So. October is Breast Cancer Awareness Month – the time of year when everything goes pink and moving stories of people’s struggles with the disease fill the glossies.
But aside from the human interest stories, the events and the fundraising, there’s also a very important health message behind BCAM.
Everybody knows detecting breast cancer early is vital. Treating the disease is generally much more successful if the disease is spotted early. That’s why the NHS spends millions of pounds a year on a breast screening programme that saves thousands of lives.
And encouraging women to go for screening is one of the central aims of BCAM, especially in the light of recent reports of low uptake in some parts of the country.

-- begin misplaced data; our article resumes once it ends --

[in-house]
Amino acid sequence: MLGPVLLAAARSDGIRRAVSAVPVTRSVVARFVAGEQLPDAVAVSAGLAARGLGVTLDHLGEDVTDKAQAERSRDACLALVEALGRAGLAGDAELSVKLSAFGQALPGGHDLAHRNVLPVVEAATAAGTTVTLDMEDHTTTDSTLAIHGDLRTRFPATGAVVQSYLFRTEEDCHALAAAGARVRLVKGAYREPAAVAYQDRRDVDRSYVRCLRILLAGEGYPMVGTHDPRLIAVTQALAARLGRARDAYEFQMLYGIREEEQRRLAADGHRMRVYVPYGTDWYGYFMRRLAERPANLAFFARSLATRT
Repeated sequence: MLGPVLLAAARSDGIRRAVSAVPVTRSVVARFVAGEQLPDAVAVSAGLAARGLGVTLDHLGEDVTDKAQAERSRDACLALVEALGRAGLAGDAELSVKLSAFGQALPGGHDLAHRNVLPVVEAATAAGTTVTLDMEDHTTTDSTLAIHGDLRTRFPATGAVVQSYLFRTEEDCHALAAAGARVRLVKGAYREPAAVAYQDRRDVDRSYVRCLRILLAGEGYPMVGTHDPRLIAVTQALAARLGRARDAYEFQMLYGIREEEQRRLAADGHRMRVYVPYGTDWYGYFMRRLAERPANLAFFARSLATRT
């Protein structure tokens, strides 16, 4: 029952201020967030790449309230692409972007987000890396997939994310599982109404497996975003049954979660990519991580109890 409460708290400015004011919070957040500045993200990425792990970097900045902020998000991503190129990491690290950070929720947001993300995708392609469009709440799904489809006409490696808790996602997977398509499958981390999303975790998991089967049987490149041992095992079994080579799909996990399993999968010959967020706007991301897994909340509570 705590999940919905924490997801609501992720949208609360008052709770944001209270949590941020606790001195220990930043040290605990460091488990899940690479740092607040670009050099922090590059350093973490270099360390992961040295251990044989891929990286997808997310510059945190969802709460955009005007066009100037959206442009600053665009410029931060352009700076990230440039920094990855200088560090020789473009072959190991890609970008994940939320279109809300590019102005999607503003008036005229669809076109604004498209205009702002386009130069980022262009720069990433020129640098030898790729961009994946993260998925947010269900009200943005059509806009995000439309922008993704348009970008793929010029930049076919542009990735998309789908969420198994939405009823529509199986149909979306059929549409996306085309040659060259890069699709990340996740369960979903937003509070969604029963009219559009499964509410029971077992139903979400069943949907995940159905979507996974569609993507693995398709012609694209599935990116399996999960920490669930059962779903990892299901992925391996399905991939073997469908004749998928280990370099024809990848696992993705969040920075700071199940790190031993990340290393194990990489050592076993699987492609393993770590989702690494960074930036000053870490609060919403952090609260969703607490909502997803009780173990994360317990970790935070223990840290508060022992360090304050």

But what about self-examination? Is there anything women should be doing themselves, regularly, to help spot the disease?
For a large part of the 80s and early 90s, the message was clear: a monthly self-examination, using three fingers of one hand, moving in a circular motion, was the approach most cancer charities recommended.
But over the last 10 years the message has slowly changed, and the emphasis has shifted to ‘breast awareness’ rather than performing a regular monthly examination. This was based on research suggesting that rigorous monthly examination had no effect on death rates from breast cancer.
This approach has drawn criticism but the evidence suggests that its the best one. And this week the Canadian Cancer Society changed its advice to de-emphasise the monthly examinations too.
And so its probably worth spelling out again, for posterity’s sake, what the Cancer Research UK advice to women is, and what ‘breast awareness’ means:
- know what is normal for you
- look at and feel your breasts
- know what changes to look for
- report any changes without delay
- go for breast screening if you are 50 or over